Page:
Phoenix Challenge: Collaborating to Improve the Information Environment
Generative AI has captured worldwide attention for its potential applications in such areas as disease diagnosis, data analysis, writing, and computer coding. But at a recent meeting held at the Georgia Tech Research Institute (GTRI) in Atlanta, attendees were concerned about how very different applications of AI may be affecting critical operations in the information environment (OIE).
Nearly 250 attendees from more than 200 government, academic, and industry organizations convened at the Phoenix Challenge June 20-23 to discuss how misinformation, disinformation, and the propagation of bad information may affect the world – and how organizations across those three sectors can work together to address growing concerns about the effects of what’s happening in this arena. Although AI was among the top concerns, there were many other issues on the agenda.
The conference was organized for the Office of the Undersecretary of Defense for Policy (OUSDP) by GTRI, the University of Maryland Applied Research Laboratory for Intelligence and Security (ARLIS), and the Information Professionals Association.
The June Phoenix Challenge conference was part of a series of events designed to promote collaboration on efforts ranging from research and acquisition to operational planning and execution, with goals of reducing enterprise ambiguity in the Department of Defense, promoting awareness, and exchanging information. Recommendations coming out of the meeting’s working groups are being briefed to appropriate offices in the Department of Defense and other agencies.
“The idea for the Phoenix Challenge is to create a watering hole where everyone can participate with equal standing,” said Austin Branch, professor of the practice at ARLIS, which is funded by the OUSDP to convene the Phoenix Challenge events. “By bringing these communities together, government can enjoy additional critical thinking and testing of ideas, offering new concepts, technologies, and methodological approaches in an environment that’s collaborative and includes everyone.”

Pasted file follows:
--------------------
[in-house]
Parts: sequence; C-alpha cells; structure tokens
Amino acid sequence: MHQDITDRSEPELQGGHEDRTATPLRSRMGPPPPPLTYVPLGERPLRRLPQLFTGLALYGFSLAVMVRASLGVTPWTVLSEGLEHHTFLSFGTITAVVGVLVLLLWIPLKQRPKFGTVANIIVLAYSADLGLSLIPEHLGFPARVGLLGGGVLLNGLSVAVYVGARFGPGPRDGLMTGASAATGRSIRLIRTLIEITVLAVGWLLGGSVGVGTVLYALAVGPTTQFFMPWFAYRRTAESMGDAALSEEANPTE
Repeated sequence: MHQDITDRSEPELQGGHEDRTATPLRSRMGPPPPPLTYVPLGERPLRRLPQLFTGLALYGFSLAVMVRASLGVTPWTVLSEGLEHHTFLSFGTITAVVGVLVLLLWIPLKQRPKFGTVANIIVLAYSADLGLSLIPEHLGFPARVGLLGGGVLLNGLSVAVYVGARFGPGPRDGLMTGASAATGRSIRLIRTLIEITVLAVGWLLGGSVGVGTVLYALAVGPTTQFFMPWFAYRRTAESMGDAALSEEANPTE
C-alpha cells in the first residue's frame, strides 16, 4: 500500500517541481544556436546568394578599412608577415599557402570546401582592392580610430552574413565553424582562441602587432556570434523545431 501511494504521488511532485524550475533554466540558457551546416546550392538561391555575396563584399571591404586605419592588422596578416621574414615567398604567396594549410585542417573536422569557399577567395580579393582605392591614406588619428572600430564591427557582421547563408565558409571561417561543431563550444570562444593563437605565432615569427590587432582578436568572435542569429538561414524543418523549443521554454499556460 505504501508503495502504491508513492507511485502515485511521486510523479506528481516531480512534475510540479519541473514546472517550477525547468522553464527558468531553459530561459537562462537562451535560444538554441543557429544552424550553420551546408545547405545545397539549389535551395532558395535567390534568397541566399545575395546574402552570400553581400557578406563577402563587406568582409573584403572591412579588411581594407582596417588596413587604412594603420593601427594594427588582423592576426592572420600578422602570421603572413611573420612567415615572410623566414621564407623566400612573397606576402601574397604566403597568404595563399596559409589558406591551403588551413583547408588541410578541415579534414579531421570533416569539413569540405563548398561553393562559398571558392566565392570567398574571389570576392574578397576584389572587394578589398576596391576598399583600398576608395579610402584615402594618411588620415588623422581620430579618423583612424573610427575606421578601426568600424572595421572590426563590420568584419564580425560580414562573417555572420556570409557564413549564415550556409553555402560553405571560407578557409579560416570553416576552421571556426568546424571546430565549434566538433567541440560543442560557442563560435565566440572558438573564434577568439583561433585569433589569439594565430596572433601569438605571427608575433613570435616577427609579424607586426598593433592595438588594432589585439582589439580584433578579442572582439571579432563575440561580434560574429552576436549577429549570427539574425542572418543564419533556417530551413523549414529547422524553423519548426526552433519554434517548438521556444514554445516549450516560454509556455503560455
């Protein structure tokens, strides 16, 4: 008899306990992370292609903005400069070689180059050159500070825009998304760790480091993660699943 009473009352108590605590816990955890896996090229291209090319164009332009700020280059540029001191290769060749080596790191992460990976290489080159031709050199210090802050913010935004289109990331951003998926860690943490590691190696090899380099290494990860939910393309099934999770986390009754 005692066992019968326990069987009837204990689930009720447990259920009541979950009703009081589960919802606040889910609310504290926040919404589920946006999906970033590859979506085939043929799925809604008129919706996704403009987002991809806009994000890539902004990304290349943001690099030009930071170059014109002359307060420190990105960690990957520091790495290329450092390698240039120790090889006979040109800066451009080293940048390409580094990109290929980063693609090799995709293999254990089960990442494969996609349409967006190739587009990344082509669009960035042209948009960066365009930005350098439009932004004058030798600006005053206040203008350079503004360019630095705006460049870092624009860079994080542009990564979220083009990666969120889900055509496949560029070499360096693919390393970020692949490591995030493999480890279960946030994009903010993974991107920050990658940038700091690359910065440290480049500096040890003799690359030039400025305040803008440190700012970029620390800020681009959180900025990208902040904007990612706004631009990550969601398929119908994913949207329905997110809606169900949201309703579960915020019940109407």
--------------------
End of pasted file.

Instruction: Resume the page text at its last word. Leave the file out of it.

OIE – a discipline that in years past was known as information warfare – can include such topics as electronic warfare, cyber operations, military deception, and psychological operations in a broad cognitive security space. “The Phoenix Challenge is a recognized platform for collaboration and sharing, in both technical and non-technical areas, and in the hard sciences and soft sciences,” Branch said. “Participants have to be prepared to work because we’re working on solutions, and there is a sense of mutual accountability.”
Beyond the recommendations to the government, participants from industry and academic communities benefit from obtaining a better understanding of the government’s needs, plans, and concerns.
“Here, we can have everybody concentrated and focused, with a great value proposition in being able to reduce ambiguity about what the requirements are and for the government to articulate what the needs are, then allow this broader enterprise to work on those things,” Branch added.
At the Atlanta meeting, there were three panel discussions, including one on generative AI, which has both positive and negative implications for the world’s information environment.